Wine Blogging Wednesday #55: North vs South

In this month’s Wine Blogging Wednesday,  host Remy Charest the Wine Case challenges us to taste, to discuss, and to blog about not one but two wines: one from the “south” and one from the “north.”

I met Remy at the Wine Bloggers Conference last October when we strolled the vineyards of Quivera with a small group then I sat next to him at lunch. Now I often visit his blog and I follow him on Twitter, so I was happy to find out he was offering this month’s prompt which includes these closing words:

The one restriction is that the wines should be comparable in nature: Bordeaux blends from Bordeaux and Australia, sauvignon blanc from the Loire and from California, cabernet franc from the Niagara and Long Island, riesling from Washington State and Spring Mountain, etc. If you compare a Barossa shiraz with a chablis… well there just isn’t much actual comparing to do, right?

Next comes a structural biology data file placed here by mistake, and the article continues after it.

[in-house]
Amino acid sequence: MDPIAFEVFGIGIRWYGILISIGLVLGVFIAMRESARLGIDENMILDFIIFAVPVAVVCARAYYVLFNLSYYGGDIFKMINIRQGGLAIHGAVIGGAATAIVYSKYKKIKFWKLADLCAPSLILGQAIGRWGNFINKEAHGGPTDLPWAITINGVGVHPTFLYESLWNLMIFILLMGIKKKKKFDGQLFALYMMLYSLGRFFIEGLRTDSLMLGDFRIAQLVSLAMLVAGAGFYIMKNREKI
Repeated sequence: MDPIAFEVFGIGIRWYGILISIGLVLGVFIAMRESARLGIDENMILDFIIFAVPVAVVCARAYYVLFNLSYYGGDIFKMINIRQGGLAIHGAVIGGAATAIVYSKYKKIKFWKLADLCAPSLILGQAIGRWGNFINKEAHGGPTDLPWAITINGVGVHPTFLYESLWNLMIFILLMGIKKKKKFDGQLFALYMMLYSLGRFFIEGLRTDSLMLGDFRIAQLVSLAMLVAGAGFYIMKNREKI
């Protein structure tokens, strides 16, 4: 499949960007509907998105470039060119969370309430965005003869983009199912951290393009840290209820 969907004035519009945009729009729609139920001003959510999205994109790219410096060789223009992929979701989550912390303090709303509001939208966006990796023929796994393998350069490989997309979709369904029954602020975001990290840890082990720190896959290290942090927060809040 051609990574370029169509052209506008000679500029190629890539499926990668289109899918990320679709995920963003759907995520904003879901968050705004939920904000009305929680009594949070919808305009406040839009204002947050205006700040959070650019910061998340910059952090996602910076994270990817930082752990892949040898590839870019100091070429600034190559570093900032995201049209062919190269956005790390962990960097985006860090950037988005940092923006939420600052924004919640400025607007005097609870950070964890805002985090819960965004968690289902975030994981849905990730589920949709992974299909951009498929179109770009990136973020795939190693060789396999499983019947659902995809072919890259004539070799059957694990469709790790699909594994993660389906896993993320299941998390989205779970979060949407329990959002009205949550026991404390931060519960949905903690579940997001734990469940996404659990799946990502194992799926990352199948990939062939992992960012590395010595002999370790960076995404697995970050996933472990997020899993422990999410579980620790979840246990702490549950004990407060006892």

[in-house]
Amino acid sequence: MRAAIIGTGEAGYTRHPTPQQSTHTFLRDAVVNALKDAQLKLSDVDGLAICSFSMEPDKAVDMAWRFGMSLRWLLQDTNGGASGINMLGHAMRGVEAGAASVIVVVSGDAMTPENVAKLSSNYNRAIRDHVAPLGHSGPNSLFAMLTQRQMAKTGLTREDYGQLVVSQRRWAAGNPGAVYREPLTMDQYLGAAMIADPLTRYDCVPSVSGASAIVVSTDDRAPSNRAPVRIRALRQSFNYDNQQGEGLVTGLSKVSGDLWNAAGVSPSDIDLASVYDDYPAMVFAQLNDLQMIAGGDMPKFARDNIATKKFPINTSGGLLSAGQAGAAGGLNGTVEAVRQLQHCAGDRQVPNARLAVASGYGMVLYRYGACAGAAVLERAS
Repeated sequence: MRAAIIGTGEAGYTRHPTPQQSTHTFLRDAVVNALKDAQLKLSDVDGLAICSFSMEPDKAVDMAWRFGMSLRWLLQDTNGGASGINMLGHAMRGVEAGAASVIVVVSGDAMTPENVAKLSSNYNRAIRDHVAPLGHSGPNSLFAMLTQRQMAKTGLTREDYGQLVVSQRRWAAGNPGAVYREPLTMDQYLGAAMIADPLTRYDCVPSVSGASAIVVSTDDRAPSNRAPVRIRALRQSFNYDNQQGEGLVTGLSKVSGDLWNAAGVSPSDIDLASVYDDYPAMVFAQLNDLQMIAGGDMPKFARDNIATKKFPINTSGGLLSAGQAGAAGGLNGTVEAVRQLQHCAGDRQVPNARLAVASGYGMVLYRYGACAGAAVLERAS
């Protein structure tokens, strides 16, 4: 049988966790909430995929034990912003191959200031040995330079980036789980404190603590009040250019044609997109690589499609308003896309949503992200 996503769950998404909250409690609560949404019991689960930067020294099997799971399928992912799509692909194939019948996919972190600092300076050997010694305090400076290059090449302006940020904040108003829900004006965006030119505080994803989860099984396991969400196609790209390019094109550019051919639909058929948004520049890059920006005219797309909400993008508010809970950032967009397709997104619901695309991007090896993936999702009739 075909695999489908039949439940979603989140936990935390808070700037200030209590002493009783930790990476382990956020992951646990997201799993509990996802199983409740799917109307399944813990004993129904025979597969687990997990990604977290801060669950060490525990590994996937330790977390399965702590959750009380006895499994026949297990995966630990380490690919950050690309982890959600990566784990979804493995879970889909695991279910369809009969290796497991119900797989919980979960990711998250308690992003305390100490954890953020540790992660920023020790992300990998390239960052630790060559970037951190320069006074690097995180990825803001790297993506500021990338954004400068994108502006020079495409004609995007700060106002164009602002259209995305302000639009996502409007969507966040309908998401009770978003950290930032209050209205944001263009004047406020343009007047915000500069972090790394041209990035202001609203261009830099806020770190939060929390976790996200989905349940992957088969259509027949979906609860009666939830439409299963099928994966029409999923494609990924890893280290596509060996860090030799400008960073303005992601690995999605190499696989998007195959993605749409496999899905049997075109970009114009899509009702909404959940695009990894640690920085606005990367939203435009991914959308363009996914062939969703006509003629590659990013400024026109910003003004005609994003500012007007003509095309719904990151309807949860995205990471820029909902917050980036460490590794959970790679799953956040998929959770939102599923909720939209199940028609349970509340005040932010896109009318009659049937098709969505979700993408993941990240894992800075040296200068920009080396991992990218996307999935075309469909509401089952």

You have until March 18 to find these wines, taste them – and while you’re at it, see how they compare with a same dish. Put your tasting notes up on your blog, put up a link as a comment on this blog, and you’re all set. Heck, if you don’t have a blog, you can just put up a tasting note as a comment here, and I’ll include it in my roundup, on the weekend of the 21st of March – the official beginning of spring.

Cheers to everyone, and thanks a bunch to Lenn Thompson, founder of the WBW, for letting me in on the fun.

How to decide what to drink? A French Rhone wine with a California or Australian style rhone? A coupla GSMs perhaps like Twisted Oak’s with one from AUS? A California favorite like a syrah with an AUS favorite syrah from Grateful Palate? What about a northern California syrah and a southern California one? Hmmn, I’ve been wanting to try Vino V’s Michael Meagher’s Syrah–maybe this is finally the time!